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Computer and Information Sciences

Four Students Focus on a Computer Screen

Computer and information sciences have revolutionized our world and will continue to do so at an ever-increasing rate.

The Computer and Information Science department at Fordham prepares students to become astute, adaptable, and innovative leaders in our information-driven society.

Our graduates go on to successful careers as software developers, programmers, UX designers, data scientists, cybersecurity engineers, and web developers. Many are entrepreneurs who have started their own companies.

We offer CIS degree and certificate programs at both the graduate and undergraduate levels at Fordham's Rose Hill (RH) campus in the Bronx and Lincoln Center (LC) campus in Manhattan.

The Department of Computer and Information Sciences is pleased to announce that the University has received New York State Approval for the Department's proposal to begin a Ph.D. program in Computer Science. This new program will address an unmet need for CS doctorates with strong research methods and skills as well as training in ethics and pedagogy. It is currently expected that the program will be open for applications starting in Fall 2021 with a program start date of Fall 2022.

Students Are Our Top Priority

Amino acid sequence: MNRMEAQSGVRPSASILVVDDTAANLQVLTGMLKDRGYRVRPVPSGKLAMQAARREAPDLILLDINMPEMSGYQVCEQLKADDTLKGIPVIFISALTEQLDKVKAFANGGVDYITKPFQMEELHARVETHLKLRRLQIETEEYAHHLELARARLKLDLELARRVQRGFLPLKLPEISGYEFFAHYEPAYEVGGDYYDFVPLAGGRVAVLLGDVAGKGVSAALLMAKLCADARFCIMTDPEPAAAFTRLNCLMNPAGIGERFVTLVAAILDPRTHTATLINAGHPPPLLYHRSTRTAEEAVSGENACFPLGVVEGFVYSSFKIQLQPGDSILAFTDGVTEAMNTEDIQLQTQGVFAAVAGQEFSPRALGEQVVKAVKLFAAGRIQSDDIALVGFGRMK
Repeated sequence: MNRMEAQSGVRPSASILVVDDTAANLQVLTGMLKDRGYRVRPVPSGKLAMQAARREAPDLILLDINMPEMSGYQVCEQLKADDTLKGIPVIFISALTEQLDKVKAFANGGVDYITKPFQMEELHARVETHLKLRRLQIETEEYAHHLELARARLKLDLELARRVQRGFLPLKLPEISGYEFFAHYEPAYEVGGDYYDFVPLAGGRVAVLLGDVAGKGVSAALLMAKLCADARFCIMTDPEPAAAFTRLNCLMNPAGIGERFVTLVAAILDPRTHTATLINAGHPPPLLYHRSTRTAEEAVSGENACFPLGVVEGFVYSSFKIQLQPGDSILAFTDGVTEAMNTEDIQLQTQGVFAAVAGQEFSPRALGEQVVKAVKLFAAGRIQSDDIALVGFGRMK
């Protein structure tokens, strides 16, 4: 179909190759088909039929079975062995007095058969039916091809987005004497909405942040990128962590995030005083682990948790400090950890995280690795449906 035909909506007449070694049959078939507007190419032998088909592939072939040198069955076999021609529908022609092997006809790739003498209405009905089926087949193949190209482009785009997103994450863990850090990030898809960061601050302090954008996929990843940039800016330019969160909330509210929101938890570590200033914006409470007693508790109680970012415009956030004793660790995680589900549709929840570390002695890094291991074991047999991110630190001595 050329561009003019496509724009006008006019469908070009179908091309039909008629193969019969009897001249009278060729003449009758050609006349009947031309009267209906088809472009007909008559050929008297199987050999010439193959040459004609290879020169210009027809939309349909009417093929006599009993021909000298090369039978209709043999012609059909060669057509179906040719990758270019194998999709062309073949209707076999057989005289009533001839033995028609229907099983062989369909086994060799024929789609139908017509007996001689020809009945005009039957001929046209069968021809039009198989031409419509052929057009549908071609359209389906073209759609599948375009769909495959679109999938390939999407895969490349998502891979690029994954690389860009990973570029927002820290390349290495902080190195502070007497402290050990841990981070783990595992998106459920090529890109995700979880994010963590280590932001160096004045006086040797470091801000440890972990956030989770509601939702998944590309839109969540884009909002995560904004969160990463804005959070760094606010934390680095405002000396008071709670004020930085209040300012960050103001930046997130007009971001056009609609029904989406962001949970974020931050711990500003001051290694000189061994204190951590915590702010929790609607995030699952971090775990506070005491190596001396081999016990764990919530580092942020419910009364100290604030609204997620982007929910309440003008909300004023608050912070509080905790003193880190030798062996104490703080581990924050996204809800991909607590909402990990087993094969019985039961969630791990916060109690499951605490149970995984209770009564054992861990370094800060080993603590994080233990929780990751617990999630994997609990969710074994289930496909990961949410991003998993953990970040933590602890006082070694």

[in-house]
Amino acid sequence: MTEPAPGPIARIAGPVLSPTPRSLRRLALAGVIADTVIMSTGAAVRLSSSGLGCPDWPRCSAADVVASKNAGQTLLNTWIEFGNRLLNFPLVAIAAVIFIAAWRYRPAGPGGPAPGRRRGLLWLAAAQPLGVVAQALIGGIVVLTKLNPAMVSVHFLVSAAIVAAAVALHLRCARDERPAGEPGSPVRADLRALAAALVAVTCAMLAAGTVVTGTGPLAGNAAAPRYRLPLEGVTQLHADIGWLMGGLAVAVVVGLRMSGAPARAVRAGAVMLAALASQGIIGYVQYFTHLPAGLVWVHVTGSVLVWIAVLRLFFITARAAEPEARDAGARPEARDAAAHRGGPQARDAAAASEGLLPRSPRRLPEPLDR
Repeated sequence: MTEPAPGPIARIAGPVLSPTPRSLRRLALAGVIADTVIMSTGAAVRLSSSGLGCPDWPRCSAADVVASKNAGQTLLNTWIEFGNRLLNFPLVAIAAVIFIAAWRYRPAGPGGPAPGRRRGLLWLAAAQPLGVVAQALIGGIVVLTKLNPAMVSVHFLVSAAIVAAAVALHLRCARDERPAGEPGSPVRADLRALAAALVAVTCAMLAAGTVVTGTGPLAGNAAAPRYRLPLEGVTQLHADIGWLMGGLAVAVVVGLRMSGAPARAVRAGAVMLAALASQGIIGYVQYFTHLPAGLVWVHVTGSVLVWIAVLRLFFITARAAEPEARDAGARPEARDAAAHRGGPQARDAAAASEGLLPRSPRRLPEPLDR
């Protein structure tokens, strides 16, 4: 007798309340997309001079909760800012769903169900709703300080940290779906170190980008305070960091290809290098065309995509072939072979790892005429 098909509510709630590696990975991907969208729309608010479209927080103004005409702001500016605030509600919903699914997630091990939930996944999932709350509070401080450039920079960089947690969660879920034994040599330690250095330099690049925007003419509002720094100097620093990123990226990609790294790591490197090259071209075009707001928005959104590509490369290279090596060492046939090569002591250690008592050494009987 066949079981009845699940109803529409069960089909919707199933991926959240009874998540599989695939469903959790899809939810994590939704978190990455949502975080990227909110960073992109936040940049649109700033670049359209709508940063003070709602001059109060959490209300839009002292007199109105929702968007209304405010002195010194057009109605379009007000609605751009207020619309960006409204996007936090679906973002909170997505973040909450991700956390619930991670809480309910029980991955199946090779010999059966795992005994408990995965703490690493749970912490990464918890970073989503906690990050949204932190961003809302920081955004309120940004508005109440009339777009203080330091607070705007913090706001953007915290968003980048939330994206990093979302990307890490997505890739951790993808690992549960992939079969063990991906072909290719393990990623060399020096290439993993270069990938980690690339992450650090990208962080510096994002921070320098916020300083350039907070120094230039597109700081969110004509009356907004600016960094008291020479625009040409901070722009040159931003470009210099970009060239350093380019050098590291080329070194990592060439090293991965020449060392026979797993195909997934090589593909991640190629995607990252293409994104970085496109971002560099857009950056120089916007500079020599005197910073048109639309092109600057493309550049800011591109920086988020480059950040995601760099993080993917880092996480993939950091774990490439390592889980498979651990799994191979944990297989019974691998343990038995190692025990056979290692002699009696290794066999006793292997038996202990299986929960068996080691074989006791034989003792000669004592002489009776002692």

Our class sizes are small allowing for more interaction with our faculty, who are nationally and internationally known and distinguished as scholars and teachers. We value frequent academic advisement so that your advisers can truly mentor you and understand your career goals.

We provide a state-of-the-art education in modern facilities using contemporary software so your classroom experience will mirror that of the workplace.

Our Informatics and Data Mining Lab conducts research in the emerging fields of computational intelligence and informatics related to:

  • bioinformatics, brain informatics, cognitive informatics, and neuroinformatics
  • financial computing and informatics
  • business analytics and business intelligence

Our Robotics and Computer Vision Lab investigates the frontiers of robotics, including developing software to built robot systems for defense and visual homing systems inspired by ants and bees.

Supported by National Science Foundation funding, our WISDM (Wireless Sensor Data Mining) Lab collects, mines, and analyzes sensor data from smartphones and other mobile devices and has received a Google Faculty Research Award.